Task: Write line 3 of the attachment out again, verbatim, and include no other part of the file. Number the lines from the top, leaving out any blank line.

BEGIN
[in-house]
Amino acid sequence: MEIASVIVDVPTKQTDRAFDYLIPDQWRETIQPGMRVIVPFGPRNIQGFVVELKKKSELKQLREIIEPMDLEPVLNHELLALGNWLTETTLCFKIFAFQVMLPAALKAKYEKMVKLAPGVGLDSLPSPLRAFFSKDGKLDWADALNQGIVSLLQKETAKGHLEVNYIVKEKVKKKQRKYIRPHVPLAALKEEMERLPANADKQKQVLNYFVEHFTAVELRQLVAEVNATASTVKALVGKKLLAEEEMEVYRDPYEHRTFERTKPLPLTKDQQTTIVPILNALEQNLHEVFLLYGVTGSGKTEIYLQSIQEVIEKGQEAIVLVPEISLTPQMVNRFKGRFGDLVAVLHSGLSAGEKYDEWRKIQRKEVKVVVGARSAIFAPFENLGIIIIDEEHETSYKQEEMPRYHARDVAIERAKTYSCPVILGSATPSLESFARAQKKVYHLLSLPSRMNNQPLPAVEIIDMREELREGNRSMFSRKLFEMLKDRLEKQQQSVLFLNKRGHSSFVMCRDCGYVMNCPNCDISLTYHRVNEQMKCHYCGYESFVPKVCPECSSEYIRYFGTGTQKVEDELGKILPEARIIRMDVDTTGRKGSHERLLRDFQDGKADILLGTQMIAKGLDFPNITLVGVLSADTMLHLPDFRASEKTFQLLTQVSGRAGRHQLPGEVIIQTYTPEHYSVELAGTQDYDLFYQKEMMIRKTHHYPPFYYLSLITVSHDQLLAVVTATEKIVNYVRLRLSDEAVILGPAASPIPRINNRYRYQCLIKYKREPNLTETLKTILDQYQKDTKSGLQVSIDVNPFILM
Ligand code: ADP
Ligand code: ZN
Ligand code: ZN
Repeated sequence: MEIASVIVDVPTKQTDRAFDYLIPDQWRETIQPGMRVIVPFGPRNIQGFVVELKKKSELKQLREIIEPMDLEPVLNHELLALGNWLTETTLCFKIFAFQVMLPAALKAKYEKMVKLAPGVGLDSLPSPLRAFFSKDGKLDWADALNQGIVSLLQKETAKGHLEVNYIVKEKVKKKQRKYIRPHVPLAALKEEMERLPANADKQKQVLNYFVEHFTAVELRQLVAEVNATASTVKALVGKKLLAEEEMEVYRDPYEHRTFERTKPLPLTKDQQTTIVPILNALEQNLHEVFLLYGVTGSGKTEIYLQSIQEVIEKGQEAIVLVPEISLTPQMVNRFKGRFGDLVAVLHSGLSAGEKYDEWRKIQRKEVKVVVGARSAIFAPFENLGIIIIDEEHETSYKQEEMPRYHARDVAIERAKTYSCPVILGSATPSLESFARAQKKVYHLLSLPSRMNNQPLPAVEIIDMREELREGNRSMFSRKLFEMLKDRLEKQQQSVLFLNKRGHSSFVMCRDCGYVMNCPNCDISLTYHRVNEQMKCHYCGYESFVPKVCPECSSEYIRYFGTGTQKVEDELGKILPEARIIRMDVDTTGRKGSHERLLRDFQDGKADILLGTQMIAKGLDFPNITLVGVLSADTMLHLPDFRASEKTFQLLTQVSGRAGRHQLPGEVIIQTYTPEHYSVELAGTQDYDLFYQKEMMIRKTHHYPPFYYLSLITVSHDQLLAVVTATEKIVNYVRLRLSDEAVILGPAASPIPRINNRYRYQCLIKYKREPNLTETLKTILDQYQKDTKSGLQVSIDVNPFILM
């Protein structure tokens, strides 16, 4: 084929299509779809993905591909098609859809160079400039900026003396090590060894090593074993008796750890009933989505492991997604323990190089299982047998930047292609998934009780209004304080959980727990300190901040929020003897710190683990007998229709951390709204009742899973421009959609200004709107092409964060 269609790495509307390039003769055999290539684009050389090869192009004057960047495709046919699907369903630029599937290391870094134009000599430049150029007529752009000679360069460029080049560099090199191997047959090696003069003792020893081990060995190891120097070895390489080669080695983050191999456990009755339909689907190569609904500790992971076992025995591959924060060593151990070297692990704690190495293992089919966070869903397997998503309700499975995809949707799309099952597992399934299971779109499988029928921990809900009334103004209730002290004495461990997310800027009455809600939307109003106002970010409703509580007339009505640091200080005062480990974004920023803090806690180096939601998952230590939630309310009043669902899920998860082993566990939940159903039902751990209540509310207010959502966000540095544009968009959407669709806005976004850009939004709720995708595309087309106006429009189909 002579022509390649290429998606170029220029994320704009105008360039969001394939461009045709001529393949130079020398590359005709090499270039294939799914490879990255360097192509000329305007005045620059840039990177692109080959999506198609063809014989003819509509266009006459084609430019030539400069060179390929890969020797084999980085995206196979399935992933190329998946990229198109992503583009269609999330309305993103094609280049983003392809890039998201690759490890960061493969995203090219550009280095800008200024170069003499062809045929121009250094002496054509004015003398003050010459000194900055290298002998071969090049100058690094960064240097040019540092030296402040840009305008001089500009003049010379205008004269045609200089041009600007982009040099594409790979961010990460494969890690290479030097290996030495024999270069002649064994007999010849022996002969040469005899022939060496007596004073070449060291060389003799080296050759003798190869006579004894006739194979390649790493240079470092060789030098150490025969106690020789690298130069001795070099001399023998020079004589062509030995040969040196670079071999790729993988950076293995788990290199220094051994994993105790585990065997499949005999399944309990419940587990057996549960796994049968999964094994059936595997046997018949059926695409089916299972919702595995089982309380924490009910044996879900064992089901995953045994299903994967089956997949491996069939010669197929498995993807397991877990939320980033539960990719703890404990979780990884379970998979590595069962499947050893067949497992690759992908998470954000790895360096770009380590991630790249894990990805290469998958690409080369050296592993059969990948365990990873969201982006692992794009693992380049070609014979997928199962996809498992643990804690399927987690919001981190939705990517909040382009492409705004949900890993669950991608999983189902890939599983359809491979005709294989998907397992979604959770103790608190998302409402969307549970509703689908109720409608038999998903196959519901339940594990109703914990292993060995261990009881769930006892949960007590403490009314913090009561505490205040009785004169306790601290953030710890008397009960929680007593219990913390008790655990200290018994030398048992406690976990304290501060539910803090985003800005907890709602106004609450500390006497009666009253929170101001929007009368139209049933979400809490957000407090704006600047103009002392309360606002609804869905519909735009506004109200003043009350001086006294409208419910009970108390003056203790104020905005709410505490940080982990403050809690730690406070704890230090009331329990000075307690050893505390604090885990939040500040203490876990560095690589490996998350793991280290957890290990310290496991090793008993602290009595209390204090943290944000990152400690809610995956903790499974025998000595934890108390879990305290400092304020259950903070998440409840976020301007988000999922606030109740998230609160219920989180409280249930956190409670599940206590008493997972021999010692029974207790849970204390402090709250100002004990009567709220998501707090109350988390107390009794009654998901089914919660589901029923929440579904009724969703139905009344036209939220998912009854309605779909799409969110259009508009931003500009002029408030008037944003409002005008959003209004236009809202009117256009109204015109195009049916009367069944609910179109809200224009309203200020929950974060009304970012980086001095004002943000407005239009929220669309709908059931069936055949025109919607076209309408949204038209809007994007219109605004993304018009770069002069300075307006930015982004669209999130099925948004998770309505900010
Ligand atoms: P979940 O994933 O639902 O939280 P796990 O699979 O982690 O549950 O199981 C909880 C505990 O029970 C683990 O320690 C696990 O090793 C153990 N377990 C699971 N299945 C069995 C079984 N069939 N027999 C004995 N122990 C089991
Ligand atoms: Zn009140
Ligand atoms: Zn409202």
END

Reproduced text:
Ligand code: ADP